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Acrylic on illustration board
20" x 17"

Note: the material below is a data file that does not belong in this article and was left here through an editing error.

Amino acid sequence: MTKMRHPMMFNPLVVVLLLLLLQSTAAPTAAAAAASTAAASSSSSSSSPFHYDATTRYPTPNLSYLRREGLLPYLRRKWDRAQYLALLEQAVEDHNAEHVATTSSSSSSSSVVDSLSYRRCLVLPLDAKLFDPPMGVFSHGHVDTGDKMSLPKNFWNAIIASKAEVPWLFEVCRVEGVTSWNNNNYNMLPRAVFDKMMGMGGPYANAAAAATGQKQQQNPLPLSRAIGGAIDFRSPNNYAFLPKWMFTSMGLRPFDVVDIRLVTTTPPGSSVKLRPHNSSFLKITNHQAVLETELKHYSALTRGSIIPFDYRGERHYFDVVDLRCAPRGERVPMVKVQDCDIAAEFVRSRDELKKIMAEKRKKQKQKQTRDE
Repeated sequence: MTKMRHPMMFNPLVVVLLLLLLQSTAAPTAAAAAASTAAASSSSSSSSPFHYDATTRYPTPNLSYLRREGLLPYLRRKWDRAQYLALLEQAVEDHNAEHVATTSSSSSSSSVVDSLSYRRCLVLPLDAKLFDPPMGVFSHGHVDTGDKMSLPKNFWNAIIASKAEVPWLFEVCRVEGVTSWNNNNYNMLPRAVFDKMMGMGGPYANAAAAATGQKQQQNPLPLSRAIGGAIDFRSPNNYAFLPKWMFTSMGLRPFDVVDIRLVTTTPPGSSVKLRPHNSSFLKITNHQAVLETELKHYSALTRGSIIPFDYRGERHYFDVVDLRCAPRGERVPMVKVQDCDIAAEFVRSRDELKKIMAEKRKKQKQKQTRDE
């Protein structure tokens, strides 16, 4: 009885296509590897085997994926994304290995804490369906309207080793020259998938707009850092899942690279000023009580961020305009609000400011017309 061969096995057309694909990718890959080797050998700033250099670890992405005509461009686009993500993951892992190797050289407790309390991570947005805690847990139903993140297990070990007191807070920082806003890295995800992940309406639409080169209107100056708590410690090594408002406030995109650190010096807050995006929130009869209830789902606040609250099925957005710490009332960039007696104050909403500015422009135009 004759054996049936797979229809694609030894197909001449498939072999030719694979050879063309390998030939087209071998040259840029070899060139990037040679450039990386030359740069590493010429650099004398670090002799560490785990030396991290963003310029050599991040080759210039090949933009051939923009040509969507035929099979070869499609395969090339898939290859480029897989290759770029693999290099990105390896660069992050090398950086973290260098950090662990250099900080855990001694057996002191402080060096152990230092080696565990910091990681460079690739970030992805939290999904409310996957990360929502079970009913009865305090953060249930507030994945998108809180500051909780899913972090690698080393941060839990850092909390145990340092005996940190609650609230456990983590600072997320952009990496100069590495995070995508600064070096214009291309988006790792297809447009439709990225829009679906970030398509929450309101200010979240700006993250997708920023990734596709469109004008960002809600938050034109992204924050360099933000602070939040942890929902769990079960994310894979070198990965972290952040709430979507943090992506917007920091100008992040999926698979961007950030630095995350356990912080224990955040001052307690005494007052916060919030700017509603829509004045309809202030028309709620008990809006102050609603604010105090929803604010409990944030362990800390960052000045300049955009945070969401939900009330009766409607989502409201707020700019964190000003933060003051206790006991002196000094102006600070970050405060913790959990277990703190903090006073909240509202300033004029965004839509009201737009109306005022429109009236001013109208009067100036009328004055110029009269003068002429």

Although they resemble dogs, the four species of hyena are most closely related to the mongoose family. By far the largest and most powerful member of the group, the spotted hyena (Crocuta crocuta) ranged over most of the Old World during the Pleistocene, but today is restricted to sub-Saharan Africa. Despite this, it is still a highly successful species, outnumbering other large African predators and able to function as a scavenger, pirate, solitary hunter or pack hunter. Its incredibly powerful jaws enable it to crack large bones and exploit the marrow within, which is inaccessible to other animals. Fetal female hyenas develop with high levels of androgens in their blood, a quirk resulting in their well-known mock male genitalia. Here a pair of hyenas pause over their meal, a plains zebra (Equus burchelli). Interestingly enough, it seems that the three animals we call zebras do not really constitute a discreet group, but that all modern equids evolved from a striped ancestor. Some modern forms lost their stripes, while members of two distinct lines retained theirs. This pattern does not likely serve as camouflage, but rather as a social signal to other zebras. And as for the age-old question...I say definitely white with black stripes. In the background is a small group of bronze mannikins (Lonchura cucullata).